The Sherman Anti-trust Act eventually helped to break up several monopolies. It was intended by its authors to outlaw trusts that acted "in restraint of trade," referring specifically to interstate commerce. The law was very popular, passed almost unanimously by both houses of Congress.
But it turned out at first to be ineffective, largely because its language was vague. In particular, it did not stipulate that monopolies were illegal, which was the intent, more or less, of the law. In fact, in the nineteenth century the law was used more often to weaken labor unions (which, it was argued, acted "in restraint of trade") than the big trusts it was intended to break up. Some of the law's provisions were ruled unconstitutional by the Supreme Court in United States v. E.C. Knight Company in 1895.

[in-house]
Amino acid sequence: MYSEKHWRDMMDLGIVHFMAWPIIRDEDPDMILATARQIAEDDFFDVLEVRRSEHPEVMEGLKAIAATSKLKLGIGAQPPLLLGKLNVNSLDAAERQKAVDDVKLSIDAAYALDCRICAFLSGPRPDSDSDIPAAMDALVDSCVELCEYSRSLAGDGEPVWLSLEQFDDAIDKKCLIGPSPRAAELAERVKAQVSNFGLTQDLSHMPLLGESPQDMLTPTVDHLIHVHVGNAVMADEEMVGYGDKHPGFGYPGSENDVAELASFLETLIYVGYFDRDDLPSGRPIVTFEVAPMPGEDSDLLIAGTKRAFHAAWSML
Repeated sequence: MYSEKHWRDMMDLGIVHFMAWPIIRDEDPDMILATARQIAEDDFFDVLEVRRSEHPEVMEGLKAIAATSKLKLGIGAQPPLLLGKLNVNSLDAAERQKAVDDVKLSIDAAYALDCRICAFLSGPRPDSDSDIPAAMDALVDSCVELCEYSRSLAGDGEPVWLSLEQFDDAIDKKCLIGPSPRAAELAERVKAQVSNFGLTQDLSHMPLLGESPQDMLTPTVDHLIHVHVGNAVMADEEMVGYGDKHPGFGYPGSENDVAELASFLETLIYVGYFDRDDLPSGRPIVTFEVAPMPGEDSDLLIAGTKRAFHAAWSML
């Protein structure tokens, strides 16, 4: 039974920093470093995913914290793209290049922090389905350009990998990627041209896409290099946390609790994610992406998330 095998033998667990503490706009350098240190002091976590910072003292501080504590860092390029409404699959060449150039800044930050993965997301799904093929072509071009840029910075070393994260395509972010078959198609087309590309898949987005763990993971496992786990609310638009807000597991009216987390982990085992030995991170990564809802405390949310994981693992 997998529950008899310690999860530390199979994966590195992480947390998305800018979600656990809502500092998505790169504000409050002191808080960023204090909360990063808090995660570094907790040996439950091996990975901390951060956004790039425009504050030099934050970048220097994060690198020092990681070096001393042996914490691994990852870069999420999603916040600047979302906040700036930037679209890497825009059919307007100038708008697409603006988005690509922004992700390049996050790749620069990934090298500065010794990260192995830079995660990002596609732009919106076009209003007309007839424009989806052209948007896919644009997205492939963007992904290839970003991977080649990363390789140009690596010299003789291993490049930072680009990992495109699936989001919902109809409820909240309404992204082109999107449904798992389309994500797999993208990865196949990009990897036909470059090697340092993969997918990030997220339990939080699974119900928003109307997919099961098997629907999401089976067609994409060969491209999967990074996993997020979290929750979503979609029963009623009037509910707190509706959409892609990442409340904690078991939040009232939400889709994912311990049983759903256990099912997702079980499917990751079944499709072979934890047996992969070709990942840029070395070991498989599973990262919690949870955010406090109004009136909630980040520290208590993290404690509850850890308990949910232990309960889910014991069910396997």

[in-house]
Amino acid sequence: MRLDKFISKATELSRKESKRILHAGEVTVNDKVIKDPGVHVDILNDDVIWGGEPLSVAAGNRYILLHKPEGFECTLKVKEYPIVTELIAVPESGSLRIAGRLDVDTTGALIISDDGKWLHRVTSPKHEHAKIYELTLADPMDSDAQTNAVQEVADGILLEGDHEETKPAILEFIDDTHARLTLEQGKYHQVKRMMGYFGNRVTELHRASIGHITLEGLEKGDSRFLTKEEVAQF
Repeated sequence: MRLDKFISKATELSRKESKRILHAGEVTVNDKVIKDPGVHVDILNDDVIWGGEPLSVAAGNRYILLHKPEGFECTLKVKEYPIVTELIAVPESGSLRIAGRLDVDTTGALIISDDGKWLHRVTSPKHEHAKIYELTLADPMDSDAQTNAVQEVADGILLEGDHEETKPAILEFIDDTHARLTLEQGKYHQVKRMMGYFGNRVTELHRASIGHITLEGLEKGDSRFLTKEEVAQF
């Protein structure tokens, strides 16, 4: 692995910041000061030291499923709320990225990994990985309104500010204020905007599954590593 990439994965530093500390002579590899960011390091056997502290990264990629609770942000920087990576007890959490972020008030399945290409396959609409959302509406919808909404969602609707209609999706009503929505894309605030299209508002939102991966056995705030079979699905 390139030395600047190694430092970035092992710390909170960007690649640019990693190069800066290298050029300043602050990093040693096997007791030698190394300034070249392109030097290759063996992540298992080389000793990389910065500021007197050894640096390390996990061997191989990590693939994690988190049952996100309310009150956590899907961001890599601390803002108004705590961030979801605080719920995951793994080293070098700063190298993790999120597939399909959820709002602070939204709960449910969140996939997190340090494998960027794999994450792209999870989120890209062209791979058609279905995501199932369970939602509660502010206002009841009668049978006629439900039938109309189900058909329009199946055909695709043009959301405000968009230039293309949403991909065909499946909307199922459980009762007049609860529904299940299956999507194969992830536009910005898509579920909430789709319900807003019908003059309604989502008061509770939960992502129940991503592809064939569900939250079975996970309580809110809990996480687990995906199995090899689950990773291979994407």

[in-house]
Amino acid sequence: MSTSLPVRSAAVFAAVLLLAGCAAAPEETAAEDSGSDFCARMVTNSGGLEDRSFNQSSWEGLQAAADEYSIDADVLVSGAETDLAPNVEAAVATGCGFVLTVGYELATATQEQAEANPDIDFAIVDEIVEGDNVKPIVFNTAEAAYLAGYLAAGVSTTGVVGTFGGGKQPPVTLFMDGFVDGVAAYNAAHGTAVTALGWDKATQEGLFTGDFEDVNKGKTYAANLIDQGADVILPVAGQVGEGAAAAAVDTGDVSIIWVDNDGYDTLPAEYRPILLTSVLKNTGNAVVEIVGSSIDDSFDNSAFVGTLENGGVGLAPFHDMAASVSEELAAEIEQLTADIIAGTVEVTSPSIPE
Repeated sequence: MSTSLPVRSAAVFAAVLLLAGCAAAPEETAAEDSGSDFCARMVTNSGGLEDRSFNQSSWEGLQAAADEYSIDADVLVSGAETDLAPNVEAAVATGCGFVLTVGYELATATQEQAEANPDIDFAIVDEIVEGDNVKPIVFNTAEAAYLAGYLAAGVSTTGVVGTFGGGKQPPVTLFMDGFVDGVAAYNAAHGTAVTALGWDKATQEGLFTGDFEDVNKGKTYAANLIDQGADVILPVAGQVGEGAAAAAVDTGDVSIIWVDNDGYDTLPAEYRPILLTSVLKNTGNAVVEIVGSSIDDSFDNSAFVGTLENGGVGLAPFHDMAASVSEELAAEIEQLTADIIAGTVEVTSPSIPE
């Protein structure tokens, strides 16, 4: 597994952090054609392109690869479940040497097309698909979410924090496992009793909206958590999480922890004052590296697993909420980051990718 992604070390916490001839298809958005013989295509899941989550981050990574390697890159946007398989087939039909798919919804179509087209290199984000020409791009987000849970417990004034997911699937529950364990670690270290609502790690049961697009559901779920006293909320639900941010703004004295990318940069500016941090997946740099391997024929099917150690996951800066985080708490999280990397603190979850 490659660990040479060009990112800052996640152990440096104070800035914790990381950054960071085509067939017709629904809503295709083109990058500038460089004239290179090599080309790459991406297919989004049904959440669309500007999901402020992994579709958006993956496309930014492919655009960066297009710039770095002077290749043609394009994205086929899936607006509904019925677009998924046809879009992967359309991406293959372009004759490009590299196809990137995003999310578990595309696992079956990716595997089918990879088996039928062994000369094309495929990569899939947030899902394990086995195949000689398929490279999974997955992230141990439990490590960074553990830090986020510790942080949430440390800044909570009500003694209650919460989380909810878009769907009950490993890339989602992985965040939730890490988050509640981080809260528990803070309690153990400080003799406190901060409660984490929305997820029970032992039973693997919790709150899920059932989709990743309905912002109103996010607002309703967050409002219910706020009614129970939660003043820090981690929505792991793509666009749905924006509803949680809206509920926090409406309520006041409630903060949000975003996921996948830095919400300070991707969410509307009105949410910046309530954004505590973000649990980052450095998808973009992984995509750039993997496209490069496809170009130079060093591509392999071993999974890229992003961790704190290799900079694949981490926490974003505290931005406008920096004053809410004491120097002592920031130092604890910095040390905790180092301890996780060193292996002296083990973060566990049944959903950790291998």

Later, though, Progressive presidents including Theodore Roosevelt and William Howard Taft used the act to pursue their "trust-busting" campaigns against several key monopolies in the first decade of the twentieth century. So the law did not lead to any fundamental restructuring of the American economy, but it did (eventually) make it possible to limit the powers of some particularly egregious monopolies.